Ontario Mineral - Natrolite

Rocks minerals Ontario Natrolite


Na2Al2Si3O10-2H2O, Hydrated sodium aluminum silicate








mineral specimen and chemical filter


clear or white; also tinted yellow and brown


vitreous to dull on some compact masses.


crystals are transparent to translucent.

Crystal System:

orthorhombic; mm2

Crystal Habits:

include sprays of needle thin acicular crystals with a pyramidal termination. Also nodules, fiberous and massive crusts.


is perfect in two directions, prismatic. Cleavage is rarely seen due to small crystal size.




5 - 5.5

Specific Gravity:

approximately 2.2 (very light)



Associated Minerals:

quartz, apophyllite, benitoite, heulandite, stilbite and other zeolites.

Local Occurance:

Goulding-Keene Quarry, Gutz Farm

Best Field Indicators:

crystal habit, density and associations.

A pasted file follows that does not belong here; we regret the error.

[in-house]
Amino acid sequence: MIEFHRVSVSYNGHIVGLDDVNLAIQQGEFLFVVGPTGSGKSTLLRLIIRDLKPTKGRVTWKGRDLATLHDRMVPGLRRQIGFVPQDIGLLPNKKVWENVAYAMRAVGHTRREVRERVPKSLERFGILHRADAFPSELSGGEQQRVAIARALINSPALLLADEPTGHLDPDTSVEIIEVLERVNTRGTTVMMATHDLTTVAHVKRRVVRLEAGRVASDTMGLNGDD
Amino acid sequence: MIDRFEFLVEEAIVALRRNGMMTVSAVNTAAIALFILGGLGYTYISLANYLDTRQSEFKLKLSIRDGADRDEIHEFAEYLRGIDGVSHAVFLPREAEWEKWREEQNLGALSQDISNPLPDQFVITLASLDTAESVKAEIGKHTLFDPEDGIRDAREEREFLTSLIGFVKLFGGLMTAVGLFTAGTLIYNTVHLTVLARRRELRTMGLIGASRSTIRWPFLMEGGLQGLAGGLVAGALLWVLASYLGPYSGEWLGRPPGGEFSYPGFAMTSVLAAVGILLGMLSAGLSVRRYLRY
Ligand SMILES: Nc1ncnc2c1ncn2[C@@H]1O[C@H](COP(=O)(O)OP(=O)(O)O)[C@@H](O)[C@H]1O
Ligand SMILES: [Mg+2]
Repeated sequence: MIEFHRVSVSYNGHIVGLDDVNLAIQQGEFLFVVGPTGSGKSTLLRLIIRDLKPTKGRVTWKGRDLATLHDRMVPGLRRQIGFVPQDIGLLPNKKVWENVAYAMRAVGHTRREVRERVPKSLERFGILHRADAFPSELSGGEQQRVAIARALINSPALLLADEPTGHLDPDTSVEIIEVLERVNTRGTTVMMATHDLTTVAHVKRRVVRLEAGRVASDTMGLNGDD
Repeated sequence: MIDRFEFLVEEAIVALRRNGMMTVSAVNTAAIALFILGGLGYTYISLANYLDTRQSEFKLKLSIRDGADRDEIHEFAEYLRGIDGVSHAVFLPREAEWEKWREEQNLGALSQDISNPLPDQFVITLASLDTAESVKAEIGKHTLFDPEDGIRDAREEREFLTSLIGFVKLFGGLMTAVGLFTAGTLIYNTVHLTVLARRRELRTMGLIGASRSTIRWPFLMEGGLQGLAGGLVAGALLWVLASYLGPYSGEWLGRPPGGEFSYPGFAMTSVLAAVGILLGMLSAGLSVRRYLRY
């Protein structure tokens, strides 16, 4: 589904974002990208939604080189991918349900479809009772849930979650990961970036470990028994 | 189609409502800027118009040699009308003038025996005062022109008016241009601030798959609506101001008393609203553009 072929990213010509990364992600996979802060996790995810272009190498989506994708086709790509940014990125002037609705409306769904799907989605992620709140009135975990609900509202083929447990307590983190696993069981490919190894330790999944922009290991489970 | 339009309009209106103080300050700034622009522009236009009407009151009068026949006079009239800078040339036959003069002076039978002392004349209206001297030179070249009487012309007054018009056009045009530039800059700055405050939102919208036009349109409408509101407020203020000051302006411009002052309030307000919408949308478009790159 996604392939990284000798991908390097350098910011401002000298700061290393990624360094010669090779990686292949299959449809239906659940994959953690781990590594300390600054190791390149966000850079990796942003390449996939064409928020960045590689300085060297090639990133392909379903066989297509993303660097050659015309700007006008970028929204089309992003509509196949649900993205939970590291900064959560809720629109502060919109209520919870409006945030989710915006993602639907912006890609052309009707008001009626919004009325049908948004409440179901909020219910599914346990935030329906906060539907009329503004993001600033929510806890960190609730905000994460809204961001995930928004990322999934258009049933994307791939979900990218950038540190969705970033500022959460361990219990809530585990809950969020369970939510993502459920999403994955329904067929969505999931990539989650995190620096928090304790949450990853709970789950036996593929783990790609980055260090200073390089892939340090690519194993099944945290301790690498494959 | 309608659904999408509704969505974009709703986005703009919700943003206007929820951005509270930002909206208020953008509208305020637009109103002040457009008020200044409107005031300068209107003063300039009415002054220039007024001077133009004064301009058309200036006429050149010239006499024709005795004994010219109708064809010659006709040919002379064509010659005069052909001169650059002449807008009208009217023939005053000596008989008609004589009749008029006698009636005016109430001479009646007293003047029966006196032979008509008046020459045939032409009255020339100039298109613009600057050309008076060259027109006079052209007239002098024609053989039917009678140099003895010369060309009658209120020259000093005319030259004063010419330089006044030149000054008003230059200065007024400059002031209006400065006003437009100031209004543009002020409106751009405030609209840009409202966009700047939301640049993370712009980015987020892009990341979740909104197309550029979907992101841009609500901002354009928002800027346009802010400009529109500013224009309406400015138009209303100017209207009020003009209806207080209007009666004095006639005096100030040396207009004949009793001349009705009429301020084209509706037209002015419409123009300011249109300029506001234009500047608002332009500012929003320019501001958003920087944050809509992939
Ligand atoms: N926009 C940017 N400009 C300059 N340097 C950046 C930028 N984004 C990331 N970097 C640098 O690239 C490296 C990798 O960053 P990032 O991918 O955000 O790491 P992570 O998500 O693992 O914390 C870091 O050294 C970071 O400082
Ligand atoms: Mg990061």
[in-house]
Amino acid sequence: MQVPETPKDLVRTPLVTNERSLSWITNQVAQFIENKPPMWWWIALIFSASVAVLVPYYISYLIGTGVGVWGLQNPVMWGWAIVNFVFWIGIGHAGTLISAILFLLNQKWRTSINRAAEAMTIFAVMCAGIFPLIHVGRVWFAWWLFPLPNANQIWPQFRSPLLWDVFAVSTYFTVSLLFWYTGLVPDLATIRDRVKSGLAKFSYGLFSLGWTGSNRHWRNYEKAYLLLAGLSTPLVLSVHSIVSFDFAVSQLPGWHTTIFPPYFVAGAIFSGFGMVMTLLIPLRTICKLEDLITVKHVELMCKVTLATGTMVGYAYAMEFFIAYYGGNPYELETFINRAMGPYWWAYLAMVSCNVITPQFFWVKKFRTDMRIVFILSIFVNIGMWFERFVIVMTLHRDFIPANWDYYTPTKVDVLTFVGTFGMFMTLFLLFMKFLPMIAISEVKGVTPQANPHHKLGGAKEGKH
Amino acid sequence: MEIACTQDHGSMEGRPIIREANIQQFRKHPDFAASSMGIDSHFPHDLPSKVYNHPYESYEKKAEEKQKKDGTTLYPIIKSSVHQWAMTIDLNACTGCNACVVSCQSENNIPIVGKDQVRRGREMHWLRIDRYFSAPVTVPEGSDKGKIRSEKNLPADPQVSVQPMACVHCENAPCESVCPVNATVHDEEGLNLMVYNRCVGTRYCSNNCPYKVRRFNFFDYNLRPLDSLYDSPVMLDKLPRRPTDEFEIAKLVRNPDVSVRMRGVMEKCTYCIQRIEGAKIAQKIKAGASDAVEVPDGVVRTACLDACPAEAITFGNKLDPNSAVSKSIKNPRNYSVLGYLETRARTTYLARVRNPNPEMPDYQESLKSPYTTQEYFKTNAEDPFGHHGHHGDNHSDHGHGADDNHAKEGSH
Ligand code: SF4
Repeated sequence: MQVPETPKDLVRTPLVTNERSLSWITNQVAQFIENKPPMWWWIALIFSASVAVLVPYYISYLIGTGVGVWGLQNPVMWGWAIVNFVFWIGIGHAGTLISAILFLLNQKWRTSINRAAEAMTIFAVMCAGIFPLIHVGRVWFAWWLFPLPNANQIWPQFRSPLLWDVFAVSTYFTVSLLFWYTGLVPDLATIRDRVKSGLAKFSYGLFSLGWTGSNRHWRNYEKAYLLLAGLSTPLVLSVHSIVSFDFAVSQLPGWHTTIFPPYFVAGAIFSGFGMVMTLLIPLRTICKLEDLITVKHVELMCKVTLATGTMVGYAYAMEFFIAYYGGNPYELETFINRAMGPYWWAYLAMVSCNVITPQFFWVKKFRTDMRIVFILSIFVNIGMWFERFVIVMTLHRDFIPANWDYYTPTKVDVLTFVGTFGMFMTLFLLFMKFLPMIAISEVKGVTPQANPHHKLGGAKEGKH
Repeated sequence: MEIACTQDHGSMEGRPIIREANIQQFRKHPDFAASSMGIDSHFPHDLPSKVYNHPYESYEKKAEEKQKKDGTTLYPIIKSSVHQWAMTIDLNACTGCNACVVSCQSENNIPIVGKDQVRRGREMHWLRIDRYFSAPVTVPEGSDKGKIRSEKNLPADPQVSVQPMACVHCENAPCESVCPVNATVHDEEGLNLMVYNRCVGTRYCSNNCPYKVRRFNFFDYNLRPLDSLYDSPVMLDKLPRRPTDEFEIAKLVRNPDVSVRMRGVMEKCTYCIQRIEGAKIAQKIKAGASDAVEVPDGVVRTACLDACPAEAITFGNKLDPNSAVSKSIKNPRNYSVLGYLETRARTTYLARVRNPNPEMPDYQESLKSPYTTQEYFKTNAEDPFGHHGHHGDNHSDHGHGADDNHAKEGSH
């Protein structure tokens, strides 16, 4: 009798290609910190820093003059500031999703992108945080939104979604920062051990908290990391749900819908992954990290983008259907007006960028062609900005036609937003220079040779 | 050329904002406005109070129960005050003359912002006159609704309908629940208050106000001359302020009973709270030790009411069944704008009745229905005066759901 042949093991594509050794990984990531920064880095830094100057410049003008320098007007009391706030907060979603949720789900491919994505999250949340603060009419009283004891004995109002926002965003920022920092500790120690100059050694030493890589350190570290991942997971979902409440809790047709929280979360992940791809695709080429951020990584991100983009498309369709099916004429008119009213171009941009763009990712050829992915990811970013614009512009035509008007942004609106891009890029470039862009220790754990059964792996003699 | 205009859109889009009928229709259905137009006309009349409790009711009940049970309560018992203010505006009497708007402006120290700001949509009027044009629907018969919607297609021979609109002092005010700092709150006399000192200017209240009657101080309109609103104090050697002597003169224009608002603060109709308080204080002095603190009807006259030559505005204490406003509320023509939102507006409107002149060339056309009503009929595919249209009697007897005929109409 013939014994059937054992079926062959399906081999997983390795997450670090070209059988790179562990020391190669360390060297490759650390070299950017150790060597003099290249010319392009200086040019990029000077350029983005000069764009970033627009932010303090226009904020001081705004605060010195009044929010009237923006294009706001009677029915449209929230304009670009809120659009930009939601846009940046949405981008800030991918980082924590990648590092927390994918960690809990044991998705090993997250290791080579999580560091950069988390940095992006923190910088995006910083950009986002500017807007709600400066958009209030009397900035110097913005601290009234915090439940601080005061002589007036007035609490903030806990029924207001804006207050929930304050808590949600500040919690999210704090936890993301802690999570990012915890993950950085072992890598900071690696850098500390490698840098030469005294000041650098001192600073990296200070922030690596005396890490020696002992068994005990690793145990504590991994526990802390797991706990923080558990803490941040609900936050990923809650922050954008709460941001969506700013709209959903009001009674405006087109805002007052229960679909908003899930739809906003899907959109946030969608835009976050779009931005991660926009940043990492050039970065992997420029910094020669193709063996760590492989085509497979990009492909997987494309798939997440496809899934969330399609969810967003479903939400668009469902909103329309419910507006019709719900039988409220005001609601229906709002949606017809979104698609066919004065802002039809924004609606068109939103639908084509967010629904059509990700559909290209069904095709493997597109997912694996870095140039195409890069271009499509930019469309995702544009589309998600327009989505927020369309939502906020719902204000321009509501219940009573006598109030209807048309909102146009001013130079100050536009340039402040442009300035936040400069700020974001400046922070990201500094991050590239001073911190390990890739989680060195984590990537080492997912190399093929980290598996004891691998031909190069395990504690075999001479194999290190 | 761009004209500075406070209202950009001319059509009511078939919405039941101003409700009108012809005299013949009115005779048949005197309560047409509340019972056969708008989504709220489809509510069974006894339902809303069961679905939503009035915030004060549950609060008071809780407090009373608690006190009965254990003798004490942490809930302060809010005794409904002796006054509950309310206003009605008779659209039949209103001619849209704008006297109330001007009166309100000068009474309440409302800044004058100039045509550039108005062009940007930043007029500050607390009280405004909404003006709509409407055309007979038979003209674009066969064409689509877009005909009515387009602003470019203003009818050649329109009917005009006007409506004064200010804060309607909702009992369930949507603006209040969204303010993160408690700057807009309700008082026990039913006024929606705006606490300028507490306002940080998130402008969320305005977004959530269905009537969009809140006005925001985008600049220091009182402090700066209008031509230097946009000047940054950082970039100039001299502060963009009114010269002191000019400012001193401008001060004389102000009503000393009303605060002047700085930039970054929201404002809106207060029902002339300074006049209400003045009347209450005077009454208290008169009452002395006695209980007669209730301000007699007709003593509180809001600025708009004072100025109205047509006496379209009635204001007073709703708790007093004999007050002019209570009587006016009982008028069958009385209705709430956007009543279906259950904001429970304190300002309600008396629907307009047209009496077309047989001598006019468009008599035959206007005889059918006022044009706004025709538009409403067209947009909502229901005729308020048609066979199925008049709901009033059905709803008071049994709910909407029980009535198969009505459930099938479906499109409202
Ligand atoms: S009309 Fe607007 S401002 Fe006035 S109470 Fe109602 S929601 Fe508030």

Natrolite is a common and popular zeolite mineral. Its radiating sprays of ice clear acicular crystals are not exclusive to natrolite but they are a hallmark of this mineral. Natrolite can make a fine specimen in itself but it often is an accessory to other minerals and can enhance the beauty of associated minerals such as apophyllite, heulandite, benitoite and others. Natrolite's structure has a typical zeolite openness about it that allows large ions and molecules to reside and actually move around inside the overall framework. The structure contains open channels that allow water and large ions to travel into and out of the crystal structure. The size of these channels controls the size of the molecules or ions, and therefore zeolites like natrolite can act as a chemical sieve. Natrolite's structure contains chains of silicate tetrahedrons aligned in one direction; this produces the needle-like crystals. Its cleavage results from the weaker bonds between the chains. Natrolite, a sodium zeolite, scolecite, a calcium zeolite, and mesolite, a calcium and sodium zeolite, are closely related and sometimes found together. The presence of calcium in two of the minerals makes the structure slightly different from that of natrolite; it is altered from an orthorhombic symmetry to a monoclinic symmetry. However, the twinning of scolecite and mesolite often make them appear orthorhombic. All three minerals are referred to as "chain" or "needle" zeolites. They are similar and difficult to distinguish when in clusters with radiating, acicular habits. Natrolite tends to forms thin crystals with pyramidal terminations, but mesolite's fiber-like crystals are usually the thinnest of the three. Scolecite's larger crystals tend to be more robust and durable. These characteristics are only generalities, though, and can not be used as dependable identifying traits; absolute identification cannot be made by ordinary means.